In conclusion, interpretivist theory suggests that people create ways of explaining what is happening around them. These theories are useful because they allow individuals to make sense of the world. Without them, life would be difficult if not impossible.
Safeguards for objectivity Objectivity in social research is the positivist notion that, to the greatest extent feasible, researchers should stay detached from what they examine, so that conclusions are based on the nature of what was researched rather than the researcher's personality, views, and values. This principle is particularly important when conducting research with human subjects because personal biases can enter into studies even if they are not consciously considered by researchers.
Objectivity in science is the belief that scientific findings are objective, meaning that they are free from any subjective influences, such as personal opinions or values. Objective observations are those that can be verified by other scientists or experts. Subjective observations are those that cannot be verified by others; instead, they must be confirmed by what people say about their experiences. For example, when a scientist observes an event, he or she is making an objective record of what happened; but how the person observing made this observation is subject to his or her personal beliefs and feelings at the time. This is called subjectivity. Science aims to remove all bias from observations, which means that data should be gathered as objectively as possible without distorting what is seen.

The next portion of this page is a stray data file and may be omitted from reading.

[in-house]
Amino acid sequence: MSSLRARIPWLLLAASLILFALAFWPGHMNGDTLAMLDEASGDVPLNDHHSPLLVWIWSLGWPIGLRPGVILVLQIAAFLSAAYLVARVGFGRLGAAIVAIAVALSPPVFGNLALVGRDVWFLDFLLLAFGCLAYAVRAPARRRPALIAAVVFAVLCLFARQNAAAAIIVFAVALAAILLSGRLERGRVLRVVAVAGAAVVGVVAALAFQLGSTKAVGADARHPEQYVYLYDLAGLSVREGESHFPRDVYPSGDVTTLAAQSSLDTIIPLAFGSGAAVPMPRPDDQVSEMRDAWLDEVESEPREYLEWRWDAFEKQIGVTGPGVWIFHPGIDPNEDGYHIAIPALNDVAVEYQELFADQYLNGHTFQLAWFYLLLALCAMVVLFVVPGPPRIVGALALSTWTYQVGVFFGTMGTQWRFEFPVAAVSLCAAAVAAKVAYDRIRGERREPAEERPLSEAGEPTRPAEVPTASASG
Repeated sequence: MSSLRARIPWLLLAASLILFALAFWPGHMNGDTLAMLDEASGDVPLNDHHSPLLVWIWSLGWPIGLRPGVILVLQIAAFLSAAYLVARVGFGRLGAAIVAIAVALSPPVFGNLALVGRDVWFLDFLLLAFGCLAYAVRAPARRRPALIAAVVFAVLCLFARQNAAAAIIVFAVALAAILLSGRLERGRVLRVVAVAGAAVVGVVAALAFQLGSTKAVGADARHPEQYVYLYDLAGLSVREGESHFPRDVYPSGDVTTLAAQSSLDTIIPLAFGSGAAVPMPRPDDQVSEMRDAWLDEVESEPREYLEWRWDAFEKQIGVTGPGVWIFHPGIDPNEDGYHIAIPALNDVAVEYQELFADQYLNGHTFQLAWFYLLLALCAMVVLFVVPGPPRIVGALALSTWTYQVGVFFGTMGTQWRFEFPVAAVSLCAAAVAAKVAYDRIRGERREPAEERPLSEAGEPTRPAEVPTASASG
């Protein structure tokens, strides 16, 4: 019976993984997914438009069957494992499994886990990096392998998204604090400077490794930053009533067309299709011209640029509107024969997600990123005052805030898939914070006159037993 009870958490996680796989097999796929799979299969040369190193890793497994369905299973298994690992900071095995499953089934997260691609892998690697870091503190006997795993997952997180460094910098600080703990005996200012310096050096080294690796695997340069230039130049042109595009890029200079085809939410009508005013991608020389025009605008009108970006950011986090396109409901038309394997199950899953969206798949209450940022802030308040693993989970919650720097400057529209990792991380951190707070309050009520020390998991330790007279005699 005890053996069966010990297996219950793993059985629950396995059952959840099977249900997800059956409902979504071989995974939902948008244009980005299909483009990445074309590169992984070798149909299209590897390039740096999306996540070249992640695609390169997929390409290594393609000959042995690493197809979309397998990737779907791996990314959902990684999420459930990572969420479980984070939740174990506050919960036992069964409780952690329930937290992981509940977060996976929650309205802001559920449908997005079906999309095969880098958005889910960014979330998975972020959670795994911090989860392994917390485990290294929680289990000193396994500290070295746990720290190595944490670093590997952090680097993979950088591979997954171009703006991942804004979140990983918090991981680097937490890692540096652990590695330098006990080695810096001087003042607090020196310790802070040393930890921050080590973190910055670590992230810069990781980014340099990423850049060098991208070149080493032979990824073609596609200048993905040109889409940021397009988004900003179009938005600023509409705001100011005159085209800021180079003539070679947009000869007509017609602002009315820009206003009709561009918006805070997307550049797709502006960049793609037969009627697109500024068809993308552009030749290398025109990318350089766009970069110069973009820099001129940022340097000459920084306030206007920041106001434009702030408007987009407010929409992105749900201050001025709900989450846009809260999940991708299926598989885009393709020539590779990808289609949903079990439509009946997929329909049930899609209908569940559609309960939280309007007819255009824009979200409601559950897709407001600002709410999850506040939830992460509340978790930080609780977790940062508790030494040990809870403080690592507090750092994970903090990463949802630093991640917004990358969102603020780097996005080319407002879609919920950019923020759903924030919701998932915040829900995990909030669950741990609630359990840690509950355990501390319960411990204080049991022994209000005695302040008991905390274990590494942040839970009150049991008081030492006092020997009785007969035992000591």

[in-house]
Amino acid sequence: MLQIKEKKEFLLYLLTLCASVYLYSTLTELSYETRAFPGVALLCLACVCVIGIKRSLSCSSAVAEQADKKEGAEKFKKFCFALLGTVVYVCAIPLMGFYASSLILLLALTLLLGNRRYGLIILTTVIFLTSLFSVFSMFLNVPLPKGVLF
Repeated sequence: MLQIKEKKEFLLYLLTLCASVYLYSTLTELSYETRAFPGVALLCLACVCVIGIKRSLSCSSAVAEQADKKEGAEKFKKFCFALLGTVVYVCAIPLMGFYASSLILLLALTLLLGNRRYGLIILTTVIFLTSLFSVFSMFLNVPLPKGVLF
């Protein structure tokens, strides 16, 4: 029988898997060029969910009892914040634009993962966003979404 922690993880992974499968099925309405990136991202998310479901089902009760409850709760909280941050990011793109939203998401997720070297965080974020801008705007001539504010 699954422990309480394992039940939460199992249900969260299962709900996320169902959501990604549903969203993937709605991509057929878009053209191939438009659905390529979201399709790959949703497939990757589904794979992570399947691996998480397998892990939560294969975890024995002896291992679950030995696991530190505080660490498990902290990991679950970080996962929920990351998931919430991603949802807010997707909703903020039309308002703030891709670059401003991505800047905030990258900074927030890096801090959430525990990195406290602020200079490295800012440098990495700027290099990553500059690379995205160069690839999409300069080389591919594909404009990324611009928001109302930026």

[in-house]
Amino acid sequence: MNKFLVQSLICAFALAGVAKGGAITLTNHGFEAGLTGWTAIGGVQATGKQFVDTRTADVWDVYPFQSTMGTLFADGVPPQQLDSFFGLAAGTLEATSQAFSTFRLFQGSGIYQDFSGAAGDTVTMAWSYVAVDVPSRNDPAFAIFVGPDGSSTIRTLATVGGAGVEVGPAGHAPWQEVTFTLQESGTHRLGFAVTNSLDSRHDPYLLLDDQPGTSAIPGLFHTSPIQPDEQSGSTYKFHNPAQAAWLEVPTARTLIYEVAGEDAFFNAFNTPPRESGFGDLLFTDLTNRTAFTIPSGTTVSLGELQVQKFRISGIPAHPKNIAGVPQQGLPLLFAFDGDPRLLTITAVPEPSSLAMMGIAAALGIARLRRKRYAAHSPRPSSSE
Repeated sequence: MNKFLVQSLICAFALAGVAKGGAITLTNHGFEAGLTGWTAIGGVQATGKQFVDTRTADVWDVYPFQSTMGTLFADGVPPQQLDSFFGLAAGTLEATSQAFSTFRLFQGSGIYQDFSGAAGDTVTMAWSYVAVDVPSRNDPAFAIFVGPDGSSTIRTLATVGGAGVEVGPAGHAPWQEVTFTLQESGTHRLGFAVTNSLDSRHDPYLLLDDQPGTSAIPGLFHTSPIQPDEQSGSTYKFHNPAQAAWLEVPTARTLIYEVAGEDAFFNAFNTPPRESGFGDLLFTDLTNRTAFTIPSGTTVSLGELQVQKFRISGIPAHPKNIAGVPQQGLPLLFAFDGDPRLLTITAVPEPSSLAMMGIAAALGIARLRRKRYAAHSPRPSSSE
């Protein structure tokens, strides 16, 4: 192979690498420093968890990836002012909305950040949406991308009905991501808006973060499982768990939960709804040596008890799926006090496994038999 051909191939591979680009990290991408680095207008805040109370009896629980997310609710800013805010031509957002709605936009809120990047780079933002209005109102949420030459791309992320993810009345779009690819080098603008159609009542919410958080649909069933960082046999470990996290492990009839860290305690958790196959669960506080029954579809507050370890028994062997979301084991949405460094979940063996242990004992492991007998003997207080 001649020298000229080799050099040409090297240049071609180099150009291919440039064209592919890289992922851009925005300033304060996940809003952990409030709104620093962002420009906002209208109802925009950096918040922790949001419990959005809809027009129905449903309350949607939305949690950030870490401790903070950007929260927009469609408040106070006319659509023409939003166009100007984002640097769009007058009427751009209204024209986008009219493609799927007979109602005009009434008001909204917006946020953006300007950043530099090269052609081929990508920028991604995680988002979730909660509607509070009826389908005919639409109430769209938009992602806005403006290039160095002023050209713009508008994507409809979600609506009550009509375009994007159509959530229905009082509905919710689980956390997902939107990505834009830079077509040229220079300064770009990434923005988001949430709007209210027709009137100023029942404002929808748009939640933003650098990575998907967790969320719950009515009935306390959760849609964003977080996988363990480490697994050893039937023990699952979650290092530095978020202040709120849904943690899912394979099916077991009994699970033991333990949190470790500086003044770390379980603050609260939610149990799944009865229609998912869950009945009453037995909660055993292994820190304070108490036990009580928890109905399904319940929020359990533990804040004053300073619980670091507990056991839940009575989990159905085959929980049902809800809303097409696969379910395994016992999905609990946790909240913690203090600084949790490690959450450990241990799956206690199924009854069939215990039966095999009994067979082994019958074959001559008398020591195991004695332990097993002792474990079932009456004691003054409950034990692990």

In psychology, objective observations are those that can be replicated by other psychologists. This does not mean that every psychologist could repeat the study identically, but rather that the results of the study would be consistent across different laboratories or institutions.